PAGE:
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Don't dispose of pet fish into public waterways, experts say

Sunday, June 27th 2021, 11:58 am - Releasing pet fish or any invasive aquatic species into local waterways could have serious consequences for ecosystems.

Getting rid of unwanted pet fish may be unpleasant, but it's better to do the unthinkable than release them into a nearby body of water.

The concept is part of a new countrywide outreach campaign from the federal and provincial governments, along with environmental groups including the Canadian Council on Invasive Species, called Don’t Let It Loose.

The initiative encourages people to find alternatives to releasing pet fish into waterways if they can no longer care for them. This includes giving them to friends, family, animal shelters, sanctuaries, humane societies, science centres, zoos, aquariums, schools or community organizations.

RELATED: Giant goldfish in Niagara River a reminder not to flush pets

Popular aquatic pets such as goldfish have been spotted in many creeks, ponds across southern Ontario, particularly in communities along the north shores of lakes Ontario and Erie.

Jeff K. Brinsmead, a senior invasive species biologist with the Ontario Ministry of Natural Resources and Forestry (MNRF), told The Weather Network in a recent interview that the practice of releasing pet fish into Ontario lakes, ponds and rivers isn't new.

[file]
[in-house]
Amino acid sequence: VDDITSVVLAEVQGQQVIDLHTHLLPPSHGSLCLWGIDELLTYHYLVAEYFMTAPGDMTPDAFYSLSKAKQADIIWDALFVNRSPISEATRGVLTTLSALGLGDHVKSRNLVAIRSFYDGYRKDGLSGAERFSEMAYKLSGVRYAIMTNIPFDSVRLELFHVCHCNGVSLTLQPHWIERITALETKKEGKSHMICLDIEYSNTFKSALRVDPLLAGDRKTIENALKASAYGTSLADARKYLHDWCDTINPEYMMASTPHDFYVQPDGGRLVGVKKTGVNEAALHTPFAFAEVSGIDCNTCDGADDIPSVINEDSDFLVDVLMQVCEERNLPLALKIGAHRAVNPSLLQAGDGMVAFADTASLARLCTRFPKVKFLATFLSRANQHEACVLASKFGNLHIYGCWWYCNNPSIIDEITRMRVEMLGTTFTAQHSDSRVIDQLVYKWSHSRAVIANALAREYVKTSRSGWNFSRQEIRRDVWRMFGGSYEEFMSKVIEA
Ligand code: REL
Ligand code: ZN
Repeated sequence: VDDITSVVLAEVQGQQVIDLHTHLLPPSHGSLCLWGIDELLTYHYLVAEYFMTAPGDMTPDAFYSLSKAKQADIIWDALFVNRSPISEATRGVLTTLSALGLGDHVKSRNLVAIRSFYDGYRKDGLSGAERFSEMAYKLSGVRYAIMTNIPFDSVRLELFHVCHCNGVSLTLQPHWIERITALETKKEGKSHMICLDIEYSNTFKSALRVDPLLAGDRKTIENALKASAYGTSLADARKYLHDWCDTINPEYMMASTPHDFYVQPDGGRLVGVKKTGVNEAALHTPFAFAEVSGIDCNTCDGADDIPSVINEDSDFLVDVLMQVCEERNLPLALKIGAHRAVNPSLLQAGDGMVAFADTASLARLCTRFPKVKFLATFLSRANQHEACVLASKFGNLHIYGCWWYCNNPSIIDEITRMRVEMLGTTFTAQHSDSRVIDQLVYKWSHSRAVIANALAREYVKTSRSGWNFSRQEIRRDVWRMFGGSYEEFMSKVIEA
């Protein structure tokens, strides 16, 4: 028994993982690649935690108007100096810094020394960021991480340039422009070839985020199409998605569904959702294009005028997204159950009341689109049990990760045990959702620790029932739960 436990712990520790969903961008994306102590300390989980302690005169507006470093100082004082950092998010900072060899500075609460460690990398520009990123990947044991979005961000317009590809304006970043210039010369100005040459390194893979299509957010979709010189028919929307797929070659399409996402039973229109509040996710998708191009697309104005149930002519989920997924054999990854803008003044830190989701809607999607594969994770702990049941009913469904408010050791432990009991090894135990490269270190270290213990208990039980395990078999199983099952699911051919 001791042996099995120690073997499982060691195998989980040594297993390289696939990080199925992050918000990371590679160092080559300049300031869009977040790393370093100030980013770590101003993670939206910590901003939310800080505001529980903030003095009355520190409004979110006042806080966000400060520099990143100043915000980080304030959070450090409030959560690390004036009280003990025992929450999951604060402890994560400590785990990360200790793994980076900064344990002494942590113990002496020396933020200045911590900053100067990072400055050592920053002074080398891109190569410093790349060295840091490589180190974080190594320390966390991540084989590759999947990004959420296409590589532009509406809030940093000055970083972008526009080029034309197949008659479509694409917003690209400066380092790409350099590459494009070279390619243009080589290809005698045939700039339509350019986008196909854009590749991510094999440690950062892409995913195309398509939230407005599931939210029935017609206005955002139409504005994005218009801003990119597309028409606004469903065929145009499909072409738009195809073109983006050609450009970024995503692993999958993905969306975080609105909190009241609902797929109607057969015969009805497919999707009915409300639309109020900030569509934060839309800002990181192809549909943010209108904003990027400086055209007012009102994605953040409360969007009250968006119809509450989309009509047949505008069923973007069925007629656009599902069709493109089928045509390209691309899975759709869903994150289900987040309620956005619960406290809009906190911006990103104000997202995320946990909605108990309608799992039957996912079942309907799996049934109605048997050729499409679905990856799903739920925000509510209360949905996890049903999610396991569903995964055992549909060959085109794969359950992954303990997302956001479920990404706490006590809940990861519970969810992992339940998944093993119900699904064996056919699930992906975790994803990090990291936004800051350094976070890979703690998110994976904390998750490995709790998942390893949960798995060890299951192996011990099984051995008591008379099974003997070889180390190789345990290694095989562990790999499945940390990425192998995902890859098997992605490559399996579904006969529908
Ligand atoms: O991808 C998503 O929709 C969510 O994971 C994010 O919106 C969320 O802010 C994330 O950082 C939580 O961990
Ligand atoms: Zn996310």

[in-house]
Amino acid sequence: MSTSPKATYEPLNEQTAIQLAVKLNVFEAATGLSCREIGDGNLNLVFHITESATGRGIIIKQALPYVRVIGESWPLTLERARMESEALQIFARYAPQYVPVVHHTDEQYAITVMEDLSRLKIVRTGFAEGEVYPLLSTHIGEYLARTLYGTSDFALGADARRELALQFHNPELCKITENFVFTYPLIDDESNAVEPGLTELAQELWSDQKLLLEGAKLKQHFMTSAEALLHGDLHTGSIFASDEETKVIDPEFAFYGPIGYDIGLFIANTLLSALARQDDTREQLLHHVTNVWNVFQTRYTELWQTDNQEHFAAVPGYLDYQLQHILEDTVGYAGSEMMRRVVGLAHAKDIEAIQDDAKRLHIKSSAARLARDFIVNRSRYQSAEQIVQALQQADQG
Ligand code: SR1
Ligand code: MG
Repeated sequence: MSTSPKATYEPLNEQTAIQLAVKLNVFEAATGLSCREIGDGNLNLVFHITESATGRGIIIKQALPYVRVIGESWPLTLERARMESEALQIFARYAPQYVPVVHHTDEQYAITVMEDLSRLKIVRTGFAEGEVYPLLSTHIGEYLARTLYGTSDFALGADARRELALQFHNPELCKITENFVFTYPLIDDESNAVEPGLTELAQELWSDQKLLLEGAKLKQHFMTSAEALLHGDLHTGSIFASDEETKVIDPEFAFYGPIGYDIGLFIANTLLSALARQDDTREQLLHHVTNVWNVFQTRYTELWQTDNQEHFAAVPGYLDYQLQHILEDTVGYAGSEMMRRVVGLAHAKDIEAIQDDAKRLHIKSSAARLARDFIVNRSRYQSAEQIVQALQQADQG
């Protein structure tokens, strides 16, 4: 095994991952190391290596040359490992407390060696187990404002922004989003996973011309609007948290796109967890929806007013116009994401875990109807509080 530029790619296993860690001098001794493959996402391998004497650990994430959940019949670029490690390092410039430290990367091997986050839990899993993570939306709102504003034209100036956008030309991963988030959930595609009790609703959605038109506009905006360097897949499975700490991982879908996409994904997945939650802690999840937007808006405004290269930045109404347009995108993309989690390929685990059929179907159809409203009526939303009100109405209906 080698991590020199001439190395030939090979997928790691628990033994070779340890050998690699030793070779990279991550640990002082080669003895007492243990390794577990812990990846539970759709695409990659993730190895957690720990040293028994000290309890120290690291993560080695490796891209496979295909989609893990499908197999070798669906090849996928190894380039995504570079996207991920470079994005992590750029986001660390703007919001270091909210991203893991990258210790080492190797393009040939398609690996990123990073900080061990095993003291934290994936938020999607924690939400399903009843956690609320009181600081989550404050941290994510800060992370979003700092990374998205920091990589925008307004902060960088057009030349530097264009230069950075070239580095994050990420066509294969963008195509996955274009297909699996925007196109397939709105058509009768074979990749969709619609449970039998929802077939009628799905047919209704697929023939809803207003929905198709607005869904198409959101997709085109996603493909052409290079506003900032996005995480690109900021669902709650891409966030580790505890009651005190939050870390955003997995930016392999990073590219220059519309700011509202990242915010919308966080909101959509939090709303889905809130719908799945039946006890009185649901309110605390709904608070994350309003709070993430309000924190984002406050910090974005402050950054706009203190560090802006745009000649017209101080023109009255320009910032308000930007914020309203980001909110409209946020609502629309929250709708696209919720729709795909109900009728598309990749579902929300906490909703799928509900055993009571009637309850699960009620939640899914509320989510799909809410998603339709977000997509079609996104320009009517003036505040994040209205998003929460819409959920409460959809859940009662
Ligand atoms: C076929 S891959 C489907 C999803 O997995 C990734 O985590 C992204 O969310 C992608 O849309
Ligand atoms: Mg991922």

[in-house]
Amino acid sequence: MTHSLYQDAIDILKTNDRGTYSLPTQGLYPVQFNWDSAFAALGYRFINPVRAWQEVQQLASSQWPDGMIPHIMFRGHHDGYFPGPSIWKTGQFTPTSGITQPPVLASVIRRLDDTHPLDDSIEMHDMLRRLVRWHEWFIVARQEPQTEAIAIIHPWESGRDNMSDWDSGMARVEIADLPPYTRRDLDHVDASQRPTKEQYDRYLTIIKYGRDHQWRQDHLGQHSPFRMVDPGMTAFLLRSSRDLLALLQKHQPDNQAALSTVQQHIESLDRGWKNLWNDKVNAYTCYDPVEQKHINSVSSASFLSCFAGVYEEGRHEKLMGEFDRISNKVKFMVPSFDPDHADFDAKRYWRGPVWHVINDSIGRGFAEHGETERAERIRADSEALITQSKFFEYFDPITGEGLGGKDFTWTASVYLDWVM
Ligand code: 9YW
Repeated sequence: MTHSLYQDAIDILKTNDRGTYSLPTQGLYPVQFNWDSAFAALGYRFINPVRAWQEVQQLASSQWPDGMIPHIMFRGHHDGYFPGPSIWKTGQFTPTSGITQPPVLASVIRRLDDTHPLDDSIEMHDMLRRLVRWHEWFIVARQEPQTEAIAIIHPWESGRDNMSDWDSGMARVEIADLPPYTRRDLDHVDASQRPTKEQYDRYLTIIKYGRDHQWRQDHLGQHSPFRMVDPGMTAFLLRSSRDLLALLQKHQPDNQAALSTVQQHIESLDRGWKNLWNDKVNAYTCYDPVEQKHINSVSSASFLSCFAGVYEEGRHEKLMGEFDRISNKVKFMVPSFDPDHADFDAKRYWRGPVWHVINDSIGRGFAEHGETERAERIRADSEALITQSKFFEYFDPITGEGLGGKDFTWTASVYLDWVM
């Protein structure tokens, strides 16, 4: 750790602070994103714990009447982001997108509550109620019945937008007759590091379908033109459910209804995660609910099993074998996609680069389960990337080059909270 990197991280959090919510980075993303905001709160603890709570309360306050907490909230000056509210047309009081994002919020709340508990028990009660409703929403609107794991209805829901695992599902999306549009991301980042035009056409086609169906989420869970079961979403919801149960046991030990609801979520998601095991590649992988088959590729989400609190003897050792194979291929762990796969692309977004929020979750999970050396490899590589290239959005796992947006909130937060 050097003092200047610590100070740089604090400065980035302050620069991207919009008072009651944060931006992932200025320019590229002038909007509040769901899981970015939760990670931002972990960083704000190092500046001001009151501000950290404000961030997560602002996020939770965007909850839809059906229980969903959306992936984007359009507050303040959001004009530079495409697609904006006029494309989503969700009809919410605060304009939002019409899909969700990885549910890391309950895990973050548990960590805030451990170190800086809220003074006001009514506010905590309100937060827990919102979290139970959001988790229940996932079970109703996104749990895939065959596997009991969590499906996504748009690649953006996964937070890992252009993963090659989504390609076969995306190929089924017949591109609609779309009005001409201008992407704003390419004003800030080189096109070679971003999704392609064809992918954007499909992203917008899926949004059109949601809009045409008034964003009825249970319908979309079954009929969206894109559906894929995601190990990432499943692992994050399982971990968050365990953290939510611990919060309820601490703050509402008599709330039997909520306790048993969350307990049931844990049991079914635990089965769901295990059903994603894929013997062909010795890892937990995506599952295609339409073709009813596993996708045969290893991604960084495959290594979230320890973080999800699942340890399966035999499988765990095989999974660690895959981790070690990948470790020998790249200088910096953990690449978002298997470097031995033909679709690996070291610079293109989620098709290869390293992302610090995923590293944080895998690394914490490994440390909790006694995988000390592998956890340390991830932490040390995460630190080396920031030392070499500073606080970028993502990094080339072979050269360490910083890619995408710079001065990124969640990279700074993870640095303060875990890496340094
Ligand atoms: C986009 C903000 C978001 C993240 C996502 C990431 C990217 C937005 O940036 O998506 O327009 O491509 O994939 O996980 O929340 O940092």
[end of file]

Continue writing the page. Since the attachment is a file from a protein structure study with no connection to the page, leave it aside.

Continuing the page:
In fact, it has been an ongoing issue for more than 20 years.

Goldfish/Unsplash Goldfish. (Kabita Darlami/Unsplash.)

"If they don't want it anymore, they think they're doing it a favour (by) releasing it into natural waters, which of course, is not the case. It's often detrimental to the animal that you're releasing, as well as it is detrimental to other animals that inhabit those waters," said Brinsmead.


The possible negative impacts to local environments depends on the species of fish that has been dumped, Brinsmead said.

In many cases, Ontario has been fortunate from an "ecosystem perspective" because many of the aquarium fish people have are of tropical or subtropical origins, so they are most likely to perish come the fall and winter months, he added.

"It's not uncommon for us to find aquarium fish species that have perished in the fall as the water temperatures start to cool. Some of these species just can't survive at those cooler temperatures," said Brinsmead.

However, there are more temperate species that could survive the harsher weather, increasing the risk of causing damage to local ecosystems. A goldfish, for example, can survive over the winter since it originates from the colder waters in Asia, Brinsmead noted.

Aquarium/Unsplash (Huy Phan/Unsplash).

"These are the species of course that have the more long-lasting impacts. What impact a specific species might have would vary depending on whether it's a predator...," said Brinsmead.

The outcome is that the surviving invasive fish, or any type of living organism foreign to the environment, will compete with native species for food and habitat.